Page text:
Confessions of a mom at a new low

For The Baltimore Sun

This week I left my child at home with a woman I don’t know.

I am confessing here to what feels like a low, even for me, a mother who frequently pokes fun at her parenting “failures.”

It’s difficult to discuss it, to invite in the inevitable judgment from other mothers who would never have done such a thing. But years ago when my babies were still that, I made a promise to myself always to tell the truth about the joys and hardships of parenting, the amazing moments as well as the dark times.

Women don't talk enough about what motherhood is really like — or pregnancy, or nursing, or marriage or being a working mother. As a first-time pregnant woman and then a new mom, I often felt like I’d been thinly educated by an advertisement for the circus, where everyone exclaimed about the spectacular sights and the cotton candy but no one mentioned that the whole tent smelled like elephant poop.

So I’m telling you all that I left one of my boys at home for 6.5 hours with a sitter who, until that day, had never been to my house, never met my husband or them, and who I’d only spoken to briefly at a 3-year-old’s birthday party. Here’s why:

Over Mother’s Day weekend, both my boys spiked fevers of 101 or higher. By Sunday night, one son was sobbing in his bed because he felt so poorly. There was no way we could send them to school the next day.

But my husband and I had work obligations that we felt we couldn’t miss. I say “felt” because neither of us are heart surgeons. No one was going to die if we missed work for a day to stay home and care for our sick 7-year-olds. Still, being a working parent is a constant, winner-take-all tug of war. This time, work pulled harder.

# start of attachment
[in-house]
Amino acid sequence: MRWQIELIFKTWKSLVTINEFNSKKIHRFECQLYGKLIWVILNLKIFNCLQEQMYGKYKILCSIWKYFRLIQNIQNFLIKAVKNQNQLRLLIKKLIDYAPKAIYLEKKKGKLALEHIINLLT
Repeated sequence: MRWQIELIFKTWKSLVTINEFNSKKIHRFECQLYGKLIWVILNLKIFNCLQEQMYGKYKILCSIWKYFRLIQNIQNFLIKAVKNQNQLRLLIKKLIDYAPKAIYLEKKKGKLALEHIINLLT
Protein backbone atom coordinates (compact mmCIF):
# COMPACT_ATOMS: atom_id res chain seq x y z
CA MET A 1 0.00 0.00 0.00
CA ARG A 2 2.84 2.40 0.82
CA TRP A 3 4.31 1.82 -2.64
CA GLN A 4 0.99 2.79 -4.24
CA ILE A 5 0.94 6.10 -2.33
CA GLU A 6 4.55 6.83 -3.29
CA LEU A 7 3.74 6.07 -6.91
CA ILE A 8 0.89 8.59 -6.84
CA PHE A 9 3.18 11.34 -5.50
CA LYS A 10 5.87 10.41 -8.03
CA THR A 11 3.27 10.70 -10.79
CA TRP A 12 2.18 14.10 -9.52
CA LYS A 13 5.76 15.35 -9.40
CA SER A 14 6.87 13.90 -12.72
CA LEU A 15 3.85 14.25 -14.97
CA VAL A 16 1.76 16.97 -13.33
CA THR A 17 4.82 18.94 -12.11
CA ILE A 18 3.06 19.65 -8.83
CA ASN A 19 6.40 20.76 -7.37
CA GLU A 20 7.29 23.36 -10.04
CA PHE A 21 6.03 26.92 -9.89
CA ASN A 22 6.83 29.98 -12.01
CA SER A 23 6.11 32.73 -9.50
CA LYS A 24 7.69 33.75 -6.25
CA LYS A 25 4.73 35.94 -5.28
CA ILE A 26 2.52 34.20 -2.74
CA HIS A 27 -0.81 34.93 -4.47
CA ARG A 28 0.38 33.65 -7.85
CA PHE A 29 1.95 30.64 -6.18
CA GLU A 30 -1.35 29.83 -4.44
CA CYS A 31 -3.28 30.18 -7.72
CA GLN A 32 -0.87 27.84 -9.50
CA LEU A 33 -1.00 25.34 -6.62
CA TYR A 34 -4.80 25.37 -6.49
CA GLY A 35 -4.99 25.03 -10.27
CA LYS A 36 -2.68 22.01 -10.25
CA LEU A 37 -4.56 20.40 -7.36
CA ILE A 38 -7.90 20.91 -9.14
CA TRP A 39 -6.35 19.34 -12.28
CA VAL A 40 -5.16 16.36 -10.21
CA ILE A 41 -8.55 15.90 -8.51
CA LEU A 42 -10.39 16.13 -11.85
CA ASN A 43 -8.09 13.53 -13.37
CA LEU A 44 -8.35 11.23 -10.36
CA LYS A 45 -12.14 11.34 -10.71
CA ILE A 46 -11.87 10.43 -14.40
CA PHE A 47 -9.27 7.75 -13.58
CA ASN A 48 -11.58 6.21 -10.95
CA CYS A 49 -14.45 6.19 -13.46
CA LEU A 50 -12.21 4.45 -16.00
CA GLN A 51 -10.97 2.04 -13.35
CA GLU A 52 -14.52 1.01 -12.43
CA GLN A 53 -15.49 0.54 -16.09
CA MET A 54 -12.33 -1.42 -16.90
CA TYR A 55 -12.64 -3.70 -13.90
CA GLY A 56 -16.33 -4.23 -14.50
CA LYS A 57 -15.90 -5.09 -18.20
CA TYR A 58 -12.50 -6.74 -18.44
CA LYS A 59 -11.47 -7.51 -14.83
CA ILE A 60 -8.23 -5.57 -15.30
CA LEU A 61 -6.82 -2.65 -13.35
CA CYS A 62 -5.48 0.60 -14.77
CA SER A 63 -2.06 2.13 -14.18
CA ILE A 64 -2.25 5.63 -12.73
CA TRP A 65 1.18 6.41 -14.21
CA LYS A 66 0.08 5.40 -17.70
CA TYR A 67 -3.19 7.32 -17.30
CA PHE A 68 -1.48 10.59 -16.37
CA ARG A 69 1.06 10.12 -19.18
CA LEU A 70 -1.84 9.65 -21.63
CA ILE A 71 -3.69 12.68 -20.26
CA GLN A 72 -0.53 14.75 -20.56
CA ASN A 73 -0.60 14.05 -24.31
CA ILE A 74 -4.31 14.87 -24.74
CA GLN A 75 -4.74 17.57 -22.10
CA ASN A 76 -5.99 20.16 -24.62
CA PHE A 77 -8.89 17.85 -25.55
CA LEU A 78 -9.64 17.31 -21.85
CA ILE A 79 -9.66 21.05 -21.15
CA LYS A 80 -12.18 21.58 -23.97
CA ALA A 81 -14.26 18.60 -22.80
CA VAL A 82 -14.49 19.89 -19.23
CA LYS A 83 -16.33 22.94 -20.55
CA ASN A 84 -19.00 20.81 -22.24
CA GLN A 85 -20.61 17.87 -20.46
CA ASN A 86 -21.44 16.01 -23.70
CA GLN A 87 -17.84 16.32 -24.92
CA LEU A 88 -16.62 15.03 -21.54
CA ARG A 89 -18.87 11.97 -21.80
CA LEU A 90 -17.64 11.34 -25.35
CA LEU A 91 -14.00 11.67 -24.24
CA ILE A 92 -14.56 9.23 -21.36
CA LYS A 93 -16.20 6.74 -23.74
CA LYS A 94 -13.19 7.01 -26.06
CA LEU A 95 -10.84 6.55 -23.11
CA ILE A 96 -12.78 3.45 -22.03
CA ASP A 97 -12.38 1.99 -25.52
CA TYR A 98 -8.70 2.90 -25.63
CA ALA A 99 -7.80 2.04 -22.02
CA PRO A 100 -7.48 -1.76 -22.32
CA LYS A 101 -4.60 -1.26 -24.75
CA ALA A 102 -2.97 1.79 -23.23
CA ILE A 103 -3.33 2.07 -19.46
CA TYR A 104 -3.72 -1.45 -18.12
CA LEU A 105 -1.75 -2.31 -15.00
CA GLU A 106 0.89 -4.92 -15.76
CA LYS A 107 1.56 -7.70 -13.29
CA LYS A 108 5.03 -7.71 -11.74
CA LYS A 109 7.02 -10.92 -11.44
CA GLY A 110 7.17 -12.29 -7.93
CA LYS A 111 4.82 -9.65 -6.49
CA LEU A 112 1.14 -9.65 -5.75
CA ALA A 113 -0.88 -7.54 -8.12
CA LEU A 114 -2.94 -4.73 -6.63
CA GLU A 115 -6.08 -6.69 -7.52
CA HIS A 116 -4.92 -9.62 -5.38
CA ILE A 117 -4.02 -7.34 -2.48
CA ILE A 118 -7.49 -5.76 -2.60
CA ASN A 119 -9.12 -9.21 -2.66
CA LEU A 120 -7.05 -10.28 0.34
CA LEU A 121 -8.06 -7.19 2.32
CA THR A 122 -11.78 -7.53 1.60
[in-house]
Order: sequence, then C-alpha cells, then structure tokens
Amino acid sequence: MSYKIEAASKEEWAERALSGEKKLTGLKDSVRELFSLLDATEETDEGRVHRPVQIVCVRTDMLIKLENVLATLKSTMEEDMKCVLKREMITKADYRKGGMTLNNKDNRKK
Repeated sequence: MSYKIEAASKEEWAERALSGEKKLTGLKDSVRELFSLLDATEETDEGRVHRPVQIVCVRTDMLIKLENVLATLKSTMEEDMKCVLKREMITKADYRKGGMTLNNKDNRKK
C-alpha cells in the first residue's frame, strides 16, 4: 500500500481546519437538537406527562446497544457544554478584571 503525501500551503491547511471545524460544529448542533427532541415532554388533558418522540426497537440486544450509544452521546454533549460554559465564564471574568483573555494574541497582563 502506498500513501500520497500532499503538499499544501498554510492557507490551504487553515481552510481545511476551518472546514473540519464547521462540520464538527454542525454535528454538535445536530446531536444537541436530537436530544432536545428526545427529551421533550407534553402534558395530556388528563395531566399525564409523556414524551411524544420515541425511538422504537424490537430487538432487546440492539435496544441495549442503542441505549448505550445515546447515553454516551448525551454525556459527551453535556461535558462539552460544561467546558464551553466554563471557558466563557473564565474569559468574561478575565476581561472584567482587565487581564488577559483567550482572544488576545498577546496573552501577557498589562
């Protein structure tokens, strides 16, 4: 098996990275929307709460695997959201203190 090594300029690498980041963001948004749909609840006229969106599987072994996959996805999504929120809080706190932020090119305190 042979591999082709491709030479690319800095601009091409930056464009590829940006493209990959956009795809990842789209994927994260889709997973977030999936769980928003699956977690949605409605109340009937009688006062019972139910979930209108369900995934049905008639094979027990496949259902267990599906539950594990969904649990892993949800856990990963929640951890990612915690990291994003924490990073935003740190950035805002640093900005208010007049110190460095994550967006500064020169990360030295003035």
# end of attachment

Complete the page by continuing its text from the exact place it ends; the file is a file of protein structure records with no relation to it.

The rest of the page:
So taking a sick day was out, none of our known sitters were available and our families aren’t a weekday option. Coming up empty on ways to keep my sick sons at home and still make it to work, I sat on the edge of the bathtub and cried.

How had we gotten to this place, where our work is more important than our boys, I wondered? How had we failed at planning so badly that we had no viable options for daytime sitters in emergencies? Why couldn’t we figure this out?

And then I remembered a young woman who’d been recommended to me by a newish friend. We’d met at the friend’s son’s backyard birthday party and then, several months later, we’d been reintroduced by text. But I knew nothing more about the sitter than what my friend had relayed. I didn’t even know her last name.

Still, I texted her, and miraculously, she was available and happy to come watch TV on the sofa with my sons, keeping the snacks and ibuprofen flowing.

So that’s why I invited a stranger into my home to care for my feverish boy, at a time when I most wanted to be there for him. (One son felt well enough to go to school.) That’s how it came to be that I fretted until 2:30 Monday morning and slept fitfully after that, worrying that I’d made the wrong decision. That is why, then, I slogged through the busy next day at work, getting to the day’s end on a hazy cocktail of worry, muscle memory and caffeine.

I love my job; I really do. And I enjoy the work itself as much as I enjoy the idea of being a working woman, what it means for my future and what it communicates to my children.

But it is really hard sometimes to be both worker and mother. At least it is hard to be both well.

The sitter turned out to be lovely, just as my friend said she would. I hope to hire her again under happier circumstances. Both boys are feeling a bit better, and there are no signs of fever yet from their sister.

In my head, I know all’s well that ends well. I just wish I felt it.

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